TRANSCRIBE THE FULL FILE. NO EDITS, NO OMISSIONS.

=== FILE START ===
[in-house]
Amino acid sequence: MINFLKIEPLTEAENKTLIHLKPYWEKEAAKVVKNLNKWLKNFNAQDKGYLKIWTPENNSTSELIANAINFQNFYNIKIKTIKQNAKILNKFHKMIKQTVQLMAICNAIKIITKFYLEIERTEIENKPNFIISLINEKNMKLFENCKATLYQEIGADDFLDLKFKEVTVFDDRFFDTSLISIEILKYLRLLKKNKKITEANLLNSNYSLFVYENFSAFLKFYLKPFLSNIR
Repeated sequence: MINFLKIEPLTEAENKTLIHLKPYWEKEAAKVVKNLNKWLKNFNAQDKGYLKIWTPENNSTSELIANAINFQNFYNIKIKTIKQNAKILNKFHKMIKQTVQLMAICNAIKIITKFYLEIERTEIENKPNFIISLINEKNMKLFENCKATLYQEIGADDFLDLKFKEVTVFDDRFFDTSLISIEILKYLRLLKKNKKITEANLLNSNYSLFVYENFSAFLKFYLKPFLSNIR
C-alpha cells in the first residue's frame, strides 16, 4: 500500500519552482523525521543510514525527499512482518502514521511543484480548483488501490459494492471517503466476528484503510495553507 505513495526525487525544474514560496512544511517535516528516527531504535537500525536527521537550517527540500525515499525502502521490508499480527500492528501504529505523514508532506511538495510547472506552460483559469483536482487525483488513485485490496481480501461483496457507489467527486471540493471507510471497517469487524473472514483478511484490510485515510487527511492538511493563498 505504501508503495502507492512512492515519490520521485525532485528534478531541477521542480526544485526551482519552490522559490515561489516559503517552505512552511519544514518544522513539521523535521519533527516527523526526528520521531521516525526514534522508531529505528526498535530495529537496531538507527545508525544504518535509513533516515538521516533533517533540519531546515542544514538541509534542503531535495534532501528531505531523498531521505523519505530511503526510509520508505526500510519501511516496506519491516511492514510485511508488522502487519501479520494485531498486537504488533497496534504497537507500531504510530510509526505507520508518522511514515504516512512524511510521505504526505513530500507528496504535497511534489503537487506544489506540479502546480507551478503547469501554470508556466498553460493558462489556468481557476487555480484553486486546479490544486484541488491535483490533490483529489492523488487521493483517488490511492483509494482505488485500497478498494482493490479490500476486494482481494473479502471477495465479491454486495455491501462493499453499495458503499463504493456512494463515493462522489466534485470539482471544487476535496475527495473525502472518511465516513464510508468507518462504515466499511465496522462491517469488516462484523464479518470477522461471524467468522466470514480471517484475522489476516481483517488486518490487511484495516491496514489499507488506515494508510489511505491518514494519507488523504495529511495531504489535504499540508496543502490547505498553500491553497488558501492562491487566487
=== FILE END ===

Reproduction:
[in-house]
Amino acid sequence: MINFLKIEPLTEAENKTLIHLKPYWEKEAAKVVKNLNKWLKNFNAQDKGYLKIWTPENNSTSELIANAINFQNFYNIKIKTIKQNAKILNKFHKMIKQTVQLMAICNAIKIITKFYLEIERTEIENKPNFIISLINEKNMKLFENCKATLYQEIGADDFLDLKFKEVTVFDDRFFDTSLISIEILKYLRLLKKNKKITEANLLNSNYSLFVYENFSAFLKFYLKPFLSNIR
Repeated sequence: MINFLKIEPLTEAENKTLIHLKPYWEKEAAKVVKNLNKWLKNFNAQDKGYLKIWTPENNSTSELIANAINFQNFYNIKIKTIKQNAKILNKFHKMIKQTVQLMAICNAIKIITKFYLEIERTEIENKPNFIISLINEKNMKLFENCKATLYQEIGADDFLDLKFKEVTVFDDRFFDTSLISIEILKYLRLLKKNKKITEANLLNSNYSLFVYENFSAFLKFYLKPFLSNIR
C-alpha cells in the first residue's frame, strides 16, 4: 500500500519552482523525521543510514525527499512482518502514521511543484480548483488501490459494492471517503466476528484503510495553507 505513495526525487525544474514560496512544511517535516528516527531504535537500525536527521537550517527540500525515499525502502521490508499480527500492528501504529505523514508532506511538495510547472506552460483559469483536482487525483488513485485490496481480501461483496457507489467527486471540493471507510471497517469487524473472514483478511484490510485515510487527511492538511493563498 505504501508503495502507492512512492515519490520521485525532485528534478531541477521542480526544485526551482519552490522559490515561489516559503517552505512552511519544514518544522513539521523535521519533527516527523526526528520521531521516525526514534522508531529505528526498535530495529537496531538507527545508525544504518535509513533516515538521516533533517533540519531546515542544514538541509534542503531535495534532501528531505531523498531521505523519505530511503526510509520508505526500510519501511516496506519491516511492514510485511508488522502487519501479520494485531498486537504488533497496534504497537507500531504510530510509526505507520508518522511514515504516512512524511510521505504526505513530500507528496504535497511534489503537487506544489506540479502546480507551478503547469501554470508556466498553460493558462489556468481557476487555480484553486486546479490544486484541488491535483490533490483529489492523488487521493483517488490511492483509494482505488485500497478498494482493490479490500476486494482481494473479502471477495465479491454486495455491501462493499453499495458503499463504493456512494463515493462522489466534485470539482471544487476535496475527495473525502472518511465516513464510508468507518462504515466499511465496522462491517469488516462484523464479518470477522461471524467468522466470514480471517484475522489476516481483517488486518490487511484495516491496514489499507488506515494508510489511505491518514494519507488523504495529511495531504489535504499540508496543502490547505498553500491553497488558501492562491487566487